CO2 Methanation over Carbon Nanotubes Supported Nickel Catalyst
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CO2 hydrogenation to methane has become one of the most researched area due to the possibility of reducing CO2 emissions and at the same time to be utilized in the power-to-gas or biogas upgrading technology. Catalyst is the medium through which in terms of kinetic rates and selectivity, the efficient CO2 conversion is possible. This thesis deals with the development of nickel based catalysts supported on carbon nanotubes to evaluate their potential for CO2 methanation. Multiwalled carbon nanotubes (CNT) with three different inner-outer diameters (CNT1020, CNT2040 and CNT4060) were used as a support. One of the major focus was the surface functionalization of CNTs with oxygen and nitrogen groups to see the effect of surface doping on the catalyst performance for CO2 methanation. Surface functionalization of the CNTs with oxygen was done by refluxing with nitric acid. And nitrogen doping was done by further post treatment with ammonia as nitrogen precursor. Nickel supported on original, oxidized and nitrogen doped CNT catalysts were prepared by incipient wetness impregnation. Several characterization was performed to evaluate the physical and chemical properties of the catalysts. FTIR, Raman and TGA showed that modification by oxygen doping has successfully introduced Oxygen containing groups, while the Nitrogen doping is less successful. N2 physisorption study demonstrated obviously that CNTs with smaller diameter had higher surface areas, which further increased upon doping with oxygen. The XRD characterization showed close but small particle sizes for all the CNTs supported catalyst. TPR study also presented that the reduction behavior and reducibility of different catalysts were close. BET showed a slight increase in the impregnated catalysts than the CNTs due to better porous structure developed during calcination. H2 Chemisorption however, demonstrated that oxygen doped Ni catalyst had high dispersion, while the Nitrogen doped catalyst had the lowest dispersion. The catalysts were tested for CO2 methanation at the same condition of 350 oC, 1 atm with a H2/CO2 ratio of 4 in a fixed bed reactor for 16 hr. It was found that the functionalized CNTs supported Ni catalysts had lower CO2 conversion and CH4 selectivity compared with the original CNTs supported catalysts, which was explained by lower CO2 and CH4 capacity after oxygen and nitrogen treatment. The CNT1020 supported nickel catalyst showed highest conversion of 43% and selectivity of 91% when compared to other CNTs supported Ni catalysts.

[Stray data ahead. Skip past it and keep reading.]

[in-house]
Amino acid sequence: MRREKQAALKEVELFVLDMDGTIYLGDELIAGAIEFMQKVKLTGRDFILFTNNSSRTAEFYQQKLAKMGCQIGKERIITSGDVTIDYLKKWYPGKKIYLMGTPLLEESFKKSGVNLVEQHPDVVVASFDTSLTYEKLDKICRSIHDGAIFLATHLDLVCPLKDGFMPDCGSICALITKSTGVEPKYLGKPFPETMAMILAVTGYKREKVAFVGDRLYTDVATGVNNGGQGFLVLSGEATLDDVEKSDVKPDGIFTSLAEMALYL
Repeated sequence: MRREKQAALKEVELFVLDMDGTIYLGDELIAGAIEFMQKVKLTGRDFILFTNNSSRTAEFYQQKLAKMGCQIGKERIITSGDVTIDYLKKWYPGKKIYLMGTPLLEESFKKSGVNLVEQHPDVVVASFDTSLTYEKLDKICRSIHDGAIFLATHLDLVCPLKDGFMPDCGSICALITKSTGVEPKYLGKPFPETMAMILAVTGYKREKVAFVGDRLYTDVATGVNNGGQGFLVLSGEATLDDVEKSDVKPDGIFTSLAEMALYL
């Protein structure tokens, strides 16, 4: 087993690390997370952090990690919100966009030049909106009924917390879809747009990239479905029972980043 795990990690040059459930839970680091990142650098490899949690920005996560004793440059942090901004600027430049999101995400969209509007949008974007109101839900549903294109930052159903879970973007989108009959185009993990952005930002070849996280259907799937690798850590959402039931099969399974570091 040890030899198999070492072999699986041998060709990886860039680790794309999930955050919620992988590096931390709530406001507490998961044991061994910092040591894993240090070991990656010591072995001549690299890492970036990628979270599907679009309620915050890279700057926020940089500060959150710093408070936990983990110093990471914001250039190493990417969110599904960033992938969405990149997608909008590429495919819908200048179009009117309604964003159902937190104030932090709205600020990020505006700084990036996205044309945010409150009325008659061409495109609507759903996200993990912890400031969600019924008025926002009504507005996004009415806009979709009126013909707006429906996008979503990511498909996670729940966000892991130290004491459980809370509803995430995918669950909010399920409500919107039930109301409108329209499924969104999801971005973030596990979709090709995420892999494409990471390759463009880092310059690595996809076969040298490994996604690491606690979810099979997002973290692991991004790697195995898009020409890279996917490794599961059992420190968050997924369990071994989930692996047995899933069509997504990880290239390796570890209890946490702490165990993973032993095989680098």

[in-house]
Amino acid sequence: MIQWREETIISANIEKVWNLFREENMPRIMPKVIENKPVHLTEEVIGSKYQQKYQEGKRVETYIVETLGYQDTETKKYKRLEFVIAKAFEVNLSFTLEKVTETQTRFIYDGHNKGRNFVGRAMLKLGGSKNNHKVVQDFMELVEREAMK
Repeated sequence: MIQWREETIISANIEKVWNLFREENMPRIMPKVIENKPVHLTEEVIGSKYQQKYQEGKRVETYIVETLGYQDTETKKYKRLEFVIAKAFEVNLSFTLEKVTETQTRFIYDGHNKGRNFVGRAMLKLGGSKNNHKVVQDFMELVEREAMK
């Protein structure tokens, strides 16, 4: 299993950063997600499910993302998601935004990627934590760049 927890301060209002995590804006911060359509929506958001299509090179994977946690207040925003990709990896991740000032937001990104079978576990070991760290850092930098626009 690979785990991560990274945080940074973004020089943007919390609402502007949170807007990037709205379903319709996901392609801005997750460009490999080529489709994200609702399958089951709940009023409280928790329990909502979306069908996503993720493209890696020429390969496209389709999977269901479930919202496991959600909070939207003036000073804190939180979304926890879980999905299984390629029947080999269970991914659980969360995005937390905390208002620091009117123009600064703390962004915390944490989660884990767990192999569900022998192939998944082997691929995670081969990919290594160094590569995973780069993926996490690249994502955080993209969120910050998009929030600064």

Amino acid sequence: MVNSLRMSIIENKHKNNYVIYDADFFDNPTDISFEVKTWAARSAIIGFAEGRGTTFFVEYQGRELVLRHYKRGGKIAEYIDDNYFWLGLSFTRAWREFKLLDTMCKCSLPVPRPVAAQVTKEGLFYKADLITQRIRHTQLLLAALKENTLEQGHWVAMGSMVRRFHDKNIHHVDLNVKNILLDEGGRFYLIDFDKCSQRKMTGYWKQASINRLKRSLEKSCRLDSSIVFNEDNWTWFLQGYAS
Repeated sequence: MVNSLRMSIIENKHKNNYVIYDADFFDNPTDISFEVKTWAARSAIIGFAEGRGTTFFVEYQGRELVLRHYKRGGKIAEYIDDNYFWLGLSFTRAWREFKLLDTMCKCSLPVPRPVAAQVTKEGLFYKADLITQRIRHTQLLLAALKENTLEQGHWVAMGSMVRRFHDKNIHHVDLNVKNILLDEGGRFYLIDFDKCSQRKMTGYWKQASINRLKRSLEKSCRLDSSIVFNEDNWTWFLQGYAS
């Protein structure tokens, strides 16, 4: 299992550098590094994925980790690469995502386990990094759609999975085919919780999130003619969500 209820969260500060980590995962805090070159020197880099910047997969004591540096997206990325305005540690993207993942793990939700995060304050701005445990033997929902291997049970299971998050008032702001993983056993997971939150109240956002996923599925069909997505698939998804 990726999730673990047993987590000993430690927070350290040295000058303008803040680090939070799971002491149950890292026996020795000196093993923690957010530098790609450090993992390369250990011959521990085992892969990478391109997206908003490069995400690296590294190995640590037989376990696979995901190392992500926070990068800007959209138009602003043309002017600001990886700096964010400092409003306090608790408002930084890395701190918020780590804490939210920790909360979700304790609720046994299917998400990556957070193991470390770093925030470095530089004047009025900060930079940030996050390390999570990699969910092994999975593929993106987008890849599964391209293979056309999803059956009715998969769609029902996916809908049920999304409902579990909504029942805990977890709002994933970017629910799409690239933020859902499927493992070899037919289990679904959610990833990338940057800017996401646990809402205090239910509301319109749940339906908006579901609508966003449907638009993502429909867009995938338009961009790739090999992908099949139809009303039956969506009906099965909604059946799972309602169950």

Master's thesis in Petroleum engineering